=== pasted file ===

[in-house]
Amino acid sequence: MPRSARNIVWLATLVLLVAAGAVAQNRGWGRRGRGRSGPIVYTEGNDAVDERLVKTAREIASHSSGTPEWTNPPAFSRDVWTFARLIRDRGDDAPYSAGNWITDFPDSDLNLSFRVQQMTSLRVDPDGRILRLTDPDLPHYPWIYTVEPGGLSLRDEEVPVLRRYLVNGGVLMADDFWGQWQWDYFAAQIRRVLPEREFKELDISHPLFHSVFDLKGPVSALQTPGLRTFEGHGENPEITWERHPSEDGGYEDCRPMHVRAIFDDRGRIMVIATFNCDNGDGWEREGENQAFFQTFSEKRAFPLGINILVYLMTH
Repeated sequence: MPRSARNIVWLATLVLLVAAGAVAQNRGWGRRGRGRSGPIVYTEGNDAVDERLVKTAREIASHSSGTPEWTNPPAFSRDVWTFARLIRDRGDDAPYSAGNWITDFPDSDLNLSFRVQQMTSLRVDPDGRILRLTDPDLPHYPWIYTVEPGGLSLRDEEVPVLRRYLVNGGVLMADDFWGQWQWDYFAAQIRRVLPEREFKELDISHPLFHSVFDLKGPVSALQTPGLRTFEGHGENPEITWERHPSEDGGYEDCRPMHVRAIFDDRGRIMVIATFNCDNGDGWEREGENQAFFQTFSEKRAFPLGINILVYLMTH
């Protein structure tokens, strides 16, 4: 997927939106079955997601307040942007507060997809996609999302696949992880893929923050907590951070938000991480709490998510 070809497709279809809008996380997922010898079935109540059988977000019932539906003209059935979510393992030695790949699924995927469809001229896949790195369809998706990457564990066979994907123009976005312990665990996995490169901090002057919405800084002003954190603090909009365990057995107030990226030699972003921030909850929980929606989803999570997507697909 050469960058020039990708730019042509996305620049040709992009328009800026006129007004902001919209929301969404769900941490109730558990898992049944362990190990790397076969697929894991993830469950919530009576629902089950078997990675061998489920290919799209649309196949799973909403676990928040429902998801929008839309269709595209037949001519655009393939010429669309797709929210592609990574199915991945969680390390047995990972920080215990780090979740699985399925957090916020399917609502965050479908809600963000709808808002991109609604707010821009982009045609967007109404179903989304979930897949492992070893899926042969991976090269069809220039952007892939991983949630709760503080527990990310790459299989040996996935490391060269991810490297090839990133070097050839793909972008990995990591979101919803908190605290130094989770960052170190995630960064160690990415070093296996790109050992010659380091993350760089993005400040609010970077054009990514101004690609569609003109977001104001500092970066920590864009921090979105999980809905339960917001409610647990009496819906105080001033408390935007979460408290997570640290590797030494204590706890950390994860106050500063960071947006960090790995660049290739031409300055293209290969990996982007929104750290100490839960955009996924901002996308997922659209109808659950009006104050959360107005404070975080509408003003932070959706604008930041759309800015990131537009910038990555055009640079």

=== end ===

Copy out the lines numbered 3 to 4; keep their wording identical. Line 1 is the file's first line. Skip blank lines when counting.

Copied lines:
Repeated sequence: MPRSARNIVWLATLVLLVAAGAVAQNRGWGRRGRGRSGPIVYTEGNDAVDERLVKTAREIASHSSGTPEWTNPPAFSRDVWTFARLIRDRGDDAPYSAGNWITDFPDSDLNLSFRVQQMTSLRVDPDGRILRLTDPDLPHYPWIYTVEPGGLSLRDEEVPVLRRYLVNGGVLMADDFWGQWQWDYFAAQIRRVLPEREFKELDISHPLFHSVFDLKGPVSALQTPGLRTFEGHGENPEITWERHPSEDGGYEDCRPMHVRAIFDDRGRIMVIATFNCDNGDGWEREGENQAFFQTFSEKRAFPLGINILVYLMTH
């Protein structure tokens, strides 16, 4: 997927939106079955997601307040942007507060997809996609999302696949992880893929923050907590951070938000991480709490998510 070809497709279809809008996380997922010898079935109540059988977000019932539906003209059935979510393992030695790949699924995927469809001229896949790195369809998706990457564990066979994907123009976005312990665990996995490169901090002057919405800084002003954190603090909009365990057995107030990226030699972003921030909850929980929606989803999570997507697909 050469960058020039990708730019042509996305620049040709992009328009800026006129007004902001919209929301969404769900941490109730558990898992049944362990190990790397076969697929894991993830469950919530009576629902089950078997990675061998489920290919799209649309196949799973909403676990928040429902998801929008839309269709595209037949001519655009393939010429669309797709929210592609990574199915991945969680390390047995990972920080215990780090979740699985399925957090916020399917609502965050479908809600963000709808808002991109609604707010821009982009045609967007109404179903989304979930897949492992070893899926042969991976090269069809220039952007892939991983949630709760503080527990990310790459299989040996996935490391060269991810490297090839990133070097050839793909972008990995990591979101919803908190605290130094989770960052170190995630960064160690990415070093296996790109050992010659380091993350760089993005400040609010970077054009990514101004690609569609003109977001104001500092970066920590864009921090979105999980809905339960917001409610647990009496819906105080001033408390935007979460408290997570640290590797030494204590706890950390994860106050500063960071947006960090790995660049290739031409300055293209290969990996982007929104750290100490839960955009996924901002996308997922659209109808659950009006104050959360107005404070975080509408003003932070959706604008930041759309800015990131537009910038990555055009640079």